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Let's say I want to write a simple SELECT query that uses a VIEW:

CREATE TEMP VIEW people AS
SELECT 
     p.person_id
    ,p.full_name
    ,p.phone
FROM person p
ORDER BY p.last_name;

SELECT
     p.*
    ,h.address
    ,h.appraisal
FROM people p
LEFT JOIN homes h
     ON h.person_id = p.person_id
ORDER BY p.last_name, h.appraisal;

The obvious problem here is that p.last_name is no longer available when I go to perform the final ORDER BY.

How can I sort the final query so that the original sequence of the people view follows through to the final query?

The simple solution here, is to just include p.last_name with the view. I don't want to do that - my real world example (much more complicated) makes that a problem.

I've done similar things with temp tables in the past. For example, I create the table with CREATE TEMP TABLE testing WITH OIDS and then do an ORDER BY testing.oid to pass through the original sequence.

Is it possible to do the same with views?

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3  
what's wrong with having last_name in the people view? –  amphibient Jan 31 '13 at 23:16
2  
My actual views and queries are much more complicated than the simplified granular example I've given above. It is needlessly complicated to explain why I want to avoid passing through the extra column. To answer this question, you'll have to accept that requirement without understanding why. –  Elliot B. Jan 31 '13 at 23:21
2  
I'm always surprised that Postgres does allow an order by in a view. It simply doesn't make sense. –  a_horse_with_no_name Jan 31 '13 at 23:33
1  
LOL. Could be a bit sloppy or just eye candy. In relational terms, it would not make sense anyway: the resultset is unordered, so any ordering can be ignored. It won't harm (just like a LIMIT 1 inside an exists(...) correlated subquery ...) BTW: in particularly this case it does make sense: using the VIEW either in a outer query or in a subquery. The subquery may ignore; the outer query may not. –  wildplasser Jan 31 '13 at 23:42
1  
I took the liberty and fixed the illegal syntax for the view creation in the question, since it does not interfere with the question. –  Erwin Brandstetter Jan 31 '13 at 23:51

3 Answers 3

up vote 2 down vote accepted

This is possible if you use row_number() over().

Here is an example:

SELECT
    p.*
    ,h.address
    ,h.appraisal
FROM (SELECT *, row_number() over() rn FROM people) p
LEFT JOIN homes h
    ON h.person_id = p.person_id
ORDER BY p.rn, h.appraisal;

And here is the SQL Fiddle you can test with.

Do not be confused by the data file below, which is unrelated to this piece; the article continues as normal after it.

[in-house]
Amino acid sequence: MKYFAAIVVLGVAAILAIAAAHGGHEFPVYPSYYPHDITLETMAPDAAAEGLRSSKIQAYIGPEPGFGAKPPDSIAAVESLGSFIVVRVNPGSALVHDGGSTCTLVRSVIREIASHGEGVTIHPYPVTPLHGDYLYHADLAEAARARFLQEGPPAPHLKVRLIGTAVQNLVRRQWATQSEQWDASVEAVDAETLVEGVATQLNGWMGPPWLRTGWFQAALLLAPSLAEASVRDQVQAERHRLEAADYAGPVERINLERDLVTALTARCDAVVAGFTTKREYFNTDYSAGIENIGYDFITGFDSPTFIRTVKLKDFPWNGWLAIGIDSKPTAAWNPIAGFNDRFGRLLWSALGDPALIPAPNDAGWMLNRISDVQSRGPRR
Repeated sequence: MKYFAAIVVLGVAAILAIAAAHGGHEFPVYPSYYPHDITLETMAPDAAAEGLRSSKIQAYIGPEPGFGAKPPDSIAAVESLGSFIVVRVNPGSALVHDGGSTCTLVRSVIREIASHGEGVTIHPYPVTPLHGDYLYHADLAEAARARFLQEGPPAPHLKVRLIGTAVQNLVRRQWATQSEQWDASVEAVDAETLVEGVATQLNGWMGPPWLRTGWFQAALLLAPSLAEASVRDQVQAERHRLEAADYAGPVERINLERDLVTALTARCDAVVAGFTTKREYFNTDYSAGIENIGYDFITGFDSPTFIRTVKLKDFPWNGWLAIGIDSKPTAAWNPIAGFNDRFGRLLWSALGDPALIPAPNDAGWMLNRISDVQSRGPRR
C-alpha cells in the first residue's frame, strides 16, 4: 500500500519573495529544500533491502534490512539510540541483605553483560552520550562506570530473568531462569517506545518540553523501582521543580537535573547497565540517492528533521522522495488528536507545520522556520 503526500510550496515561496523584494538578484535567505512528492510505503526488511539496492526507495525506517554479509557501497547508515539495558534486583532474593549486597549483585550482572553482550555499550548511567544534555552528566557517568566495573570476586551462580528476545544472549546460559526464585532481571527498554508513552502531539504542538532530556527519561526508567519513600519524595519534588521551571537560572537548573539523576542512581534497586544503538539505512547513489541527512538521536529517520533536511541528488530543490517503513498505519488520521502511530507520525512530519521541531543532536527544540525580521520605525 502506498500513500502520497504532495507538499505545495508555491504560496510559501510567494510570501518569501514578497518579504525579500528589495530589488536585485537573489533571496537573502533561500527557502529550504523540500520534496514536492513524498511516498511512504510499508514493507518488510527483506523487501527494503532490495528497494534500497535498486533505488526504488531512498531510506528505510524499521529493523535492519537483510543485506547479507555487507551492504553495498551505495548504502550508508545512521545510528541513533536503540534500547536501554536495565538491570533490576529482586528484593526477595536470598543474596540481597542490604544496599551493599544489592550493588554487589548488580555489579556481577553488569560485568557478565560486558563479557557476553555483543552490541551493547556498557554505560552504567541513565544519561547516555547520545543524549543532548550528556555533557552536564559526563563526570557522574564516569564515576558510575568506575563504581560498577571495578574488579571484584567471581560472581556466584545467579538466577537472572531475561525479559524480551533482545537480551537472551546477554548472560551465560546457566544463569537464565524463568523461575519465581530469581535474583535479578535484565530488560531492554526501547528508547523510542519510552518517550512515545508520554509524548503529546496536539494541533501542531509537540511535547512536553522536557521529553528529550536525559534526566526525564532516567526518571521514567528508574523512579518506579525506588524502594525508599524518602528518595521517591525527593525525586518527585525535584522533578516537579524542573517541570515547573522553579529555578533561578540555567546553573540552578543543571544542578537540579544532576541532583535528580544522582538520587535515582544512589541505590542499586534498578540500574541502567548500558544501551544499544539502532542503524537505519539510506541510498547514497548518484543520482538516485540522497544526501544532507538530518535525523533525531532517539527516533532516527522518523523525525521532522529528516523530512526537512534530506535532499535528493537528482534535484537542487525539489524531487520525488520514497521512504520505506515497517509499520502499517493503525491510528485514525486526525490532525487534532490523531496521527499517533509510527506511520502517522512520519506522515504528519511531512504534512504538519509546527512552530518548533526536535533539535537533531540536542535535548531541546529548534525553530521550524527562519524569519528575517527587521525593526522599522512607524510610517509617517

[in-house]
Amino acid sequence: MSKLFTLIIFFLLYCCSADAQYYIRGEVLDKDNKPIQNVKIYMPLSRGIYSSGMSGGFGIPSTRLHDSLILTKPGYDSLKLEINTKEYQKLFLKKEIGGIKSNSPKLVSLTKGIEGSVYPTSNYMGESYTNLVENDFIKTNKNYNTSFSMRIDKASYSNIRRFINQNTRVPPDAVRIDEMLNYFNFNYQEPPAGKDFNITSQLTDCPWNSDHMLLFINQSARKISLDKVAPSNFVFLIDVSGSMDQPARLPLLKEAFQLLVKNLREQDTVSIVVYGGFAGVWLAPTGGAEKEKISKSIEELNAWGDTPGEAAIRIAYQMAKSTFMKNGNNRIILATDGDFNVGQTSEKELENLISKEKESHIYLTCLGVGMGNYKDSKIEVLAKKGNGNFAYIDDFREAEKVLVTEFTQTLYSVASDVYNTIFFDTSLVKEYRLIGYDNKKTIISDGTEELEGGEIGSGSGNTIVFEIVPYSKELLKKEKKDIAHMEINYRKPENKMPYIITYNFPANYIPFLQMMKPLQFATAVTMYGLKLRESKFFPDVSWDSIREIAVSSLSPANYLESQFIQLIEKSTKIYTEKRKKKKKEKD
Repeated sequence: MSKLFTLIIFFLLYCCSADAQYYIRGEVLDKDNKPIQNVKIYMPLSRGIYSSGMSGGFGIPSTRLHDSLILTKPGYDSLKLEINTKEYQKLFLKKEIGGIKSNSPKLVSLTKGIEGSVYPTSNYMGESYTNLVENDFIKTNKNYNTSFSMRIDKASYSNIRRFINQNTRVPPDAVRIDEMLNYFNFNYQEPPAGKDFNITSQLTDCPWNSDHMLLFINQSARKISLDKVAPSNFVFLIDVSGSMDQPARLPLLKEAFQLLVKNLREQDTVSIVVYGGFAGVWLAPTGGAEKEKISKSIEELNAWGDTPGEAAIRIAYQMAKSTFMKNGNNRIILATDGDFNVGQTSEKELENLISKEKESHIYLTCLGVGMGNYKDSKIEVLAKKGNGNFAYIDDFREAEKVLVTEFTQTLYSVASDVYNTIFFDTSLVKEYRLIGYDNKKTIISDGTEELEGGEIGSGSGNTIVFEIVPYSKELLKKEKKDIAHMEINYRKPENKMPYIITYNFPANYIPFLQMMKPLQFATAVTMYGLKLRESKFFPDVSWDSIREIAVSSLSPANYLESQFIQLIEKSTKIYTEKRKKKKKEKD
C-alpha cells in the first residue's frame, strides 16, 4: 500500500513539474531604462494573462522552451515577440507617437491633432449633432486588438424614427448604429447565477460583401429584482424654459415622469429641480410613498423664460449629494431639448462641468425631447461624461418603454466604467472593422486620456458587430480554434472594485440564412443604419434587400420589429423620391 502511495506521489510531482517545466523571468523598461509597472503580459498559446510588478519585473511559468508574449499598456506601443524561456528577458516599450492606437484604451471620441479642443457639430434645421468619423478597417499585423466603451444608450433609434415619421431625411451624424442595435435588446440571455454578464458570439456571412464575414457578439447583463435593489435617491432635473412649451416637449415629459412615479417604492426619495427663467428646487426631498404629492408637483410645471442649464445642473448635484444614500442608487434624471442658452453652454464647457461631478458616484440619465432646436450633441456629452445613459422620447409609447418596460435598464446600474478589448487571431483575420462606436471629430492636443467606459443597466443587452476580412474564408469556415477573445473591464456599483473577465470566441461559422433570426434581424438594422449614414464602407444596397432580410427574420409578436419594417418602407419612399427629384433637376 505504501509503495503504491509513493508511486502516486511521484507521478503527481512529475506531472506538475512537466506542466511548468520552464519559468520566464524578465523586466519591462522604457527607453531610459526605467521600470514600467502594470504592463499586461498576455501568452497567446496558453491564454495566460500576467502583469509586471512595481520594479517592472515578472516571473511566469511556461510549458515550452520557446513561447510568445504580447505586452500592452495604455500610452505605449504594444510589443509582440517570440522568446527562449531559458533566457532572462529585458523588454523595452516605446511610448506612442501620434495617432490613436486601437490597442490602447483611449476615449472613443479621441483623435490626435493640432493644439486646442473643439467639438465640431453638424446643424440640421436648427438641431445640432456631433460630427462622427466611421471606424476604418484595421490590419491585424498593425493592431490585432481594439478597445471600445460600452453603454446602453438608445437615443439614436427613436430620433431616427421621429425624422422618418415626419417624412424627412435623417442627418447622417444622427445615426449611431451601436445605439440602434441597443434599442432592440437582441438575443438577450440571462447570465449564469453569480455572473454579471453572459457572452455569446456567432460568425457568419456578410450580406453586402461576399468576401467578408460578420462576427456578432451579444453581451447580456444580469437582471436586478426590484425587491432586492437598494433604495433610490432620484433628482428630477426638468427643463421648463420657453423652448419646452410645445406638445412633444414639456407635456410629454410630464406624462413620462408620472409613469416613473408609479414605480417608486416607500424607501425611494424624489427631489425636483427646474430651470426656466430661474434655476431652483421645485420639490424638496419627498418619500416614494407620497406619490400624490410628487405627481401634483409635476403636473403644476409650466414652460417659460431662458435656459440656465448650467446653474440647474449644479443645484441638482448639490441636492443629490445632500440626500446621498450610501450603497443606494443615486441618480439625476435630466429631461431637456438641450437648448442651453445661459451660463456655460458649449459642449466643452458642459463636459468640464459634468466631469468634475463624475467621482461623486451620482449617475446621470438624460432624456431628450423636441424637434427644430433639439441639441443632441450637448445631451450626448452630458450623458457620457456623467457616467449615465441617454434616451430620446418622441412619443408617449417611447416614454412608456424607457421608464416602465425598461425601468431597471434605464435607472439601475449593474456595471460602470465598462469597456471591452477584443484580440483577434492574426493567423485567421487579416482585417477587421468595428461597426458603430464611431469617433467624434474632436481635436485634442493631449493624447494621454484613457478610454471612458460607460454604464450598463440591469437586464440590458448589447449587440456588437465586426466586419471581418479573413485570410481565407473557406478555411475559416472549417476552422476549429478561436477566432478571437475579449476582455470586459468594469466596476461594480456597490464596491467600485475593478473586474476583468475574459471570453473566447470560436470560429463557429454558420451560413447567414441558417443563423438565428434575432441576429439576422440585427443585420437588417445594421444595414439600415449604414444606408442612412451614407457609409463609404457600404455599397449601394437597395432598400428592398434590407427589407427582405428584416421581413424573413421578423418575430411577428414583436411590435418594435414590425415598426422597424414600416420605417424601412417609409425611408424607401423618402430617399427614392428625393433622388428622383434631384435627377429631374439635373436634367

As @Erwin Brandstetter correctly points out, using rank() will produce the correct results and allow for sorting on additional fields (in this case, appraisal).

SELECT
    p.*
    ,h.address
    ,h.appraisal
FROM (SELECT *, rank() over() rn FROM people) p
LEFT JOIN homes h
    ON h.person_id = p.person_id
ORDER BY p.rn, h.appraisal;

Think about it this way, using row_number(), it will always sort by that field only, regardless of any other sorting parameters. By using rank() where ties are the same, other fields can easily be search upon.

Good luck.

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1  
@ElliotB.: Actually, this answer is almost, but not quite correct. If there are identical peers for lastname in table person, row_number() assigns a distinct (effectively random) number and you get different results than you would when ordering by the original column lastname plus appraisal . Solution: use rank() instead. –  Erwin Brandstetter Jan 31 '13 at 23:59
    
@ElliotB: just change row_number above with rank. Think about it this way, row_number wont sort smith 1000 vs smith 100 - it uses the original row_number only. Great point, I'll edit my response. –  sgeddes Feb 1 '13 at 0:12
    
@ErwinBrandstetter -- Many thanks -- see edits above! Wasn't even thinking about sorting on other parameters. Great catch. –  sgeddes Feb 1 '13 at 0:18
    
Apart from that, I like your idea. +1. –  Erwin Brandstetter Feb 1 '13 at 0:28

Create a row_number column and use it in the select.

CREATE TEMP VIEW people AS
SELECT 
     row_number() over(order by p.last_name) as i
    ,p.person_id
    ,p.full_name
    ,p.phone
FROM person p

SELECT
     p.*
    ,h.address
    ,h.appraisal
FROM people p
LEFT JOIN homes h
     ON h.person_id = p.person_id
ORDER BY p.i, h.appraisal
share|improve this answer
    
No need to add row_number() to the view. You can use it as I did below. Either way, nice answer! –  sgeddes Jan 31 '13 at 23:29
    
Same problem here. Should be rank(). –  Erwin Brandstetter Feb 1 '13 at 0:30

Building on the idea of @sgeddes, but use rank() instead:

SELECT p.*
      ,h.address
      ,h.appraisal
FROM  (SELECT *, rank() OVER() AS rn FROM people) p
LEFT  JOIN homes h ON h.person_id = p.person_id
ORDER BY p.rn, h.appraisal;

I provided a test case to demonstrate the difference.
->sqlfiddle

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